In general, investors in mid-sized fund companies pay lower shareholder-servicing expenses than those in large fund complexes, according to a new study by Lipper.

"[Larger fund groups’] shareholders demand a broad range of services such as 24-hour and wireless access that require constant technology and service innovations, Jeff Keil, VP of Lipper’s Board Analysis Services Group said in a statement. "A large financial commitment is required to deliver cutting-edge service."

Larger firms tend to want to keep shareholder services "under their wing" to maximize their effectiveness, Keil said.

"Mid-sized complexes on the other hand have ascertained that outsourcing the transfer-agent function to an experienced firm can provide solid service at a somewhat lower cost," he said.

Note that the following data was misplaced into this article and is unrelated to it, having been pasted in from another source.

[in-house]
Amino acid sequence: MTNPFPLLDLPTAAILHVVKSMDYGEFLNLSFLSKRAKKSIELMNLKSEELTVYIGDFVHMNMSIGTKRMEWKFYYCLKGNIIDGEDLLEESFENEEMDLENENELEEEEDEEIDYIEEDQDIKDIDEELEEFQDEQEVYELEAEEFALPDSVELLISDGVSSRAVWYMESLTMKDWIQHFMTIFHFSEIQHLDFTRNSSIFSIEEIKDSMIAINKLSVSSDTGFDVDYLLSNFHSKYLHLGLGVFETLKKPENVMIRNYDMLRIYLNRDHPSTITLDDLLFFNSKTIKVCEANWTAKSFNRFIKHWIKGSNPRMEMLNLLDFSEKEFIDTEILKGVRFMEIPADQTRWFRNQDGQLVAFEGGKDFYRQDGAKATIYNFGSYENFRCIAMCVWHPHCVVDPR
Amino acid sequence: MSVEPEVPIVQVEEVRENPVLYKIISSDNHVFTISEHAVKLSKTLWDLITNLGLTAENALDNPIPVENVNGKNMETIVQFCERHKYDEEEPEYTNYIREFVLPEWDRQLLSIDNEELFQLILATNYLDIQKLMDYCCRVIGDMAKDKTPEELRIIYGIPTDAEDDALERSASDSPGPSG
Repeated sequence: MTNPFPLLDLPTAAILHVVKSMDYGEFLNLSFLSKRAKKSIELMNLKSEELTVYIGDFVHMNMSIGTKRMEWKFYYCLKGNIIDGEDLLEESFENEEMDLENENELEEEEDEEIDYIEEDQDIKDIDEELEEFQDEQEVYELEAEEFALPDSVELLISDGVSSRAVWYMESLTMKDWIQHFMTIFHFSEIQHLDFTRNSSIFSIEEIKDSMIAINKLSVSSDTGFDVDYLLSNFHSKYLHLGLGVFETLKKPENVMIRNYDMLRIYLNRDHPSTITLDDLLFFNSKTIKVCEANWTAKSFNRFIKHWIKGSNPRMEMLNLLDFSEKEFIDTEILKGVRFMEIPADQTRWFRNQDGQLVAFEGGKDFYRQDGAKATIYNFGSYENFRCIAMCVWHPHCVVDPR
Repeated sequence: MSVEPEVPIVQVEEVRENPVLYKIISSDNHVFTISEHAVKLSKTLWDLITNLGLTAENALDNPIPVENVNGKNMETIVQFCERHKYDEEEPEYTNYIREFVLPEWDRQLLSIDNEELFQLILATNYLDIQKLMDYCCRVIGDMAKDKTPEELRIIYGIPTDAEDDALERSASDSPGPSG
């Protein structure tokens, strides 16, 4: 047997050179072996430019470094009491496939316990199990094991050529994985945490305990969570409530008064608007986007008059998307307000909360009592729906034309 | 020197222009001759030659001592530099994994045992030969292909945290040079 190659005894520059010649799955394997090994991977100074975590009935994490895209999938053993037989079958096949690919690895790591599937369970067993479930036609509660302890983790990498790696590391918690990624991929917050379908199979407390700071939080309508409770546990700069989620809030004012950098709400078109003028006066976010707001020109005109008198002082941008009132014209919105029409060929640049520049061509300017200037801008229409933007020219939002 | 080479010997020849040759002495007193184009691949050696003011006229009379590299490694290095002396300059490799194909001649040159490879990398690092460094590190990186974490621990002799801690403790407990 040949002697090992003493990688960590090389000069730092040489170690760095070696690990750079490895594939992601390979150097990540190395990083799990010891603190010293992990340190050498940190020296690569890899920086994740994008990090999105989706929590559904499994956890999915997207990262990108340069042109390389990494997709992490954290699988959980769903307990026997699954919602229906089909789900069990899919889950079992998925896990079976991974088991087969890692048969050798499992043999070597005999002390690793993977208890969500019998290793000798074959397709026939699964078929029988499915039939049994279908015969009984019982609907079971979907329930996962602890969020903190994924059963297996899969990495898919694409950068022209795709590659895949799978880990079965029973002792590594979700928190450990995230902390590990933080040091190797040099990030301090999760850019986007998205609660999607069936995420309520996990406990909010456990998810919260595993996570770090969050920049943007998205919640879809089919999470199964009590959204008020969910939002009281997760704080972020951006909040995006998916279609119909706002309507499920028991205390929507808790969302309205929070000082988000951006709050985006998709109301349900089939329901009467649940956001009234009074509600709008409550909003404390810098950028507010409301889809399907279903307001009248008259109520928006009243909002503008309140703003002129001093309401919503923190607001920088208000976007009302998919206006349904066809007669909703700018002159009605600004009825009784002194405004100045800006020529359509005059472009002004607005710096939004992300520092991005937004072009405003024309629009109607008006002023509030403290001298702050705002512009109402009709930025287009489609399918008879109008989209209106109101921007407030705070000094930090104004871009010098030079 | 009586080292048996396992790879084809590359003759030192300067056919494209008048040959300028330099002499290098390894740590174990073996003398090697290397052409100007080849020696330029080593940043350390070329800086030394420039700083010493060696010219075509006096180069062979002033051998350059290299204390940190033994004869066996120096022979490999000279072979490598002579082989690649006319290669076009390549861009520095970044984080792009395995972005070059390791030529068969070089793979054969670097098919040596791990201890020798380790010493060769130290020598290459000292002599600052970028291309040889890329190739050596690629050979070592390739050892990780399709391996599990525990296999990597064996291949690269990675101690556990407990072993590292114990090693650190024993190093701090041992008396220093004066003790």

The Lipper study considers expense data from 663 mutual fund firms and dissects it using criteria such as total fund complex assets, distribution methods and the number of shareholders.

The study found that in 2001 investors paid $11 billion for services, including 12b-1 fees and transfer agent services. The average investor, with $10,000 invested in a fund, paid about $28 for shareholder services, Lipper said.

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